The Ancient Solar Premise makes the case for the extensive use of solar technology by ancient civilizations. There are two strands of evidence, parabolic solar concentrators and heating large black stones. Through two simple devices, it is shown that the successful societies of antiquity were using the sun to underpin their industry, art and science. The solar relics are surprisingly common and are all tied together with the rediscovery of lost techniques that are proving useful today. The implications are explored in some re-framed histories of the important sun cultures.
The focus of this article is the parabolic solar mirrors that are supposed to have existed in antiquity. The majority of comparable proposals fall down primarily because there is no method to make the elusive devices. For centuries, the prevailing view has been that spherical reflectors make poor parabolas, ”The Math behind Burning Mirrors” refutes this completely. With this change of perspective, Christopher Jordan not only shows how they built and used these tools, but also explains many anomalies from the artifacts. These curved mirrors turn out to be the most powerful devices up until the twentieth century with amazing capabilities.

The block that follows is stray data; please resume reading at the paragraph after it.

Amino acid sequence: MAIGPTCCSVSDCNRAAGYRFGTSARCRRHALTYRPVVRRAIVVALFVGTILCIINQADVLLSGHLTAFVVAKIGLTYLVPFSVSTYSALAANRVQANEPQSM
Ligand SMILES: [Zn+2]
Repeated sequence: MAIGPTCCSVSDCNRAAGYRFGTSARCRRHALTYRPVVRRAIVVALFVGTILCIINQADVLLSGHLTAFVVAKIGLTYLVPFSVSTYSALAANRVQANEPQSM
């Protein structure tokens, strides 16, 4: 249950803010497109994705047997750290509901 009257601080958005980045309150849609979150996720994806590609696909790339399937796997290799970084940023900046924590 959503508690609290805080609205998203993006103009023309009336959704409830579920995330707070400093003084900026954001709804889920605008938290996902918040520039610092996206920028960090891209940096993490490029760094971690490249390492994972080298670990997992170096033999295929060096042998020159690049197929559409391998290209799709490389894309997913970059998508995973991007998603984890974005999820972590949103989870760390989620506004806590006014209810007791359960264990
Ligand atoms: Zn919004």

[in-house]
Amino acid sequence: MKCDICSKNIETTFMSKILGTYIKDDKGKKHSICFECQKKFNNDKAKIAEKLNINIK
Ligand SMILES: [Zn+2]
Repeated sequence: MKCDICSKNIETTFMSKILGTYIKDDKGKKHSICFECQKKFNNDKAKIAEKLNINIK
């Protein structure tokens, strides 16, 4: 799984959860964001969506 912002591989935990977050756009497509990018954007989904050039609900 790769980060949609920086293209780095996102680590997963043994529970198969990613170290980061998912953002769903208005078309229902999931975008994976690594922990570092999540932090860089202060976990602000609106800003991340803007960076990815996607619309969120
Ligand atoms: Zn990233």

The problem of how to make powerful solar concentrators has plagued historians and scientists from Archimedes’ time to Newton’s. The reasons for this interest are not abstract, but the practical uses of the ideal curve. A perfect parabola will concentrate sunlight almost infinitely, which can be very useful, alas, perfection is impossible to engineer.
A hemisphere is easy to make, but it is thought that it proves a poor parabola. The paper above shows explicitly that if smaller and smaller sections of a sphere are used, the approximation to a parabola increases exponentially. If a twentieth of a hemispherical surface is used, it is accurate to within one percent. If a hundredth of the surface is used, it is near perfect. Depending on the focal length chosen, these dishes can have incredible concentration ratios of hundreds of thousands. See the math paper for the calculations.